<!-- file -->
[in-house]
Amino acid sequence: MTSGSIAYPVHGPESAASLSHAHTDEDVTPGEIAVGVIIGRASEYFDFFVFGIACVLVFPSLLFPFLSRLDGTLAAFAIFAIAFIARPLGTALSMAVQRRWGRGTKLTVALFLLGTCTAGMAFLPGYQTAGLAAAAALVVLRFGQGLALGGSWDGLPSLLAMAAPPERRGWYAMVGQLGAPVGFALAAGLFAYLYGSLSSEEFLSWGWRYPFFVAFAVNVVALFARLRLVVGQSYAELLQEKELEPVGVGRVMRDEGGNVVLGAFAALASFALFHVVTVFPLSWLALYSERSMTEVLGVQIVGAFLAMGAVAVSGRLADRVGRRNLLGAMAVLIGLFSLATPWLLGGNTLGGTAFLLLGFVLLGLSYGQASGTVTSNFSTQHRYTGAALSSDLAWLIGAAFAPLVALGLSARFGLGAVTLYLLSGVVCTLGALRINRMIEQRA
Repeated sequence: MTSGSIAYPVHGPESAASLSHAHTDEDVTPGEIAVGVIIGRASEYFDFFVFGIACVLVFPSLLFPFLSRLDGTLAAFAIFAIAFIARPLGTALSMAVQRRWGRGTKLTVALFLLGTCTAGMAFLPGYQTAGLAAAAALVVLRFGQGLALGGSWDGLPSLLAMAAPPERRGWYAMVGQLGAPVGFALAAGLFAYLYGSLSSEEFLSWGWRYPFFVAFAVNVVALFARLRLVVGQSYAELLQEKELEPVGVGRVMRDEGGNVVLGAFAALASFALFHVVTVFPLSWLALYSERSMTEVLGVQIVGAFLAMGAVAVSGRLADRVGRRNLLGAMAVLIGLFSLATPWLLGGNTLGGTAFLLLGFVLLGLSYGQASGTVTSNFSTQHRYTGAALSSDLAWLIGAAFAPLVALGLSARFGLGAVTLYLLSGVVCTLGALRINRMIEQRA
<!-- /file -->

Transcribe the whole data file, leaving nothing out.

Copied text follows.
[in-house]
Amino acid sequence: MTSGSIAYPVHGPESAASLSHAHTDEDVTPGEIAVGVIIGRASEYFDFFVFGIACVLVFPSLLFPFLSRLDGTLAAFAIFAIAFIARPLGTALSMAVQRRWGRGTKLTVALFLLGTCTAGMAFLPGYQTAGLAAAAALVVLRFGQGLALGGSWDGLPSLLAMAAPPERRGWYAMVGQLGAPVGFALAAGLFAYLYGSLSSEEFLSWGWRYPFFVAFAVNVVALFARLRLVVGQSYAELLQEKELEPVGVGRVMRDEGGNVVLGAFAALASFALFHVVTVFPLSWLALYSERSMTEVLGVQIVGAFLAMGAVAVSGRLADRVGRRNLLGAMAVLIGLFSLATPWLLGGNTLGGTAFLLLGFVLLGLSYGQASGTVTSNFSTQHRYTGAALSSDLAWLIGAAFAPLVALGLSARFGLGAVTLYLLSGVVCTLGALRINRMIEQRA
Repeated sequence: MTSGSIAYPVHGPESAASLSHAHTDEDVTPGEIAVGVIIGRASEYFDFFVFGIACVLVFPSLLFPFLSRLDGTLAAFAIFAIAFIARPLGTALSMAVQRRWGRGTKLTVALFLLGTCTAGMAFLPGYQTAGLAAAAALVVLRFGQGLALGGSWDGLPSLLAMAAPPERRGWYAMVGQLGAPVGFALAAGLFAYLYGSLSSEEFLSWGWRYPFFVAFAVNVVALFARLRLVVGQSYAELLQEKELEPVGVGRVMRDEGGNVVLGAFAALASFALFHVVTVFPLSWLALYSERSMTEVLGVQIVGAFLAMGAVAVSGRLADRVGRRNLLGAMAVLIGLFSLATPWLLGGNTLGGTAFLLLGFVLLGLSYGQASGTVTSNFSTQHRYTGAALSSDLAWLIGAAFAPLVALGLSARFGLGAVTLYLLSGVVCTLGALRINRMIEQRA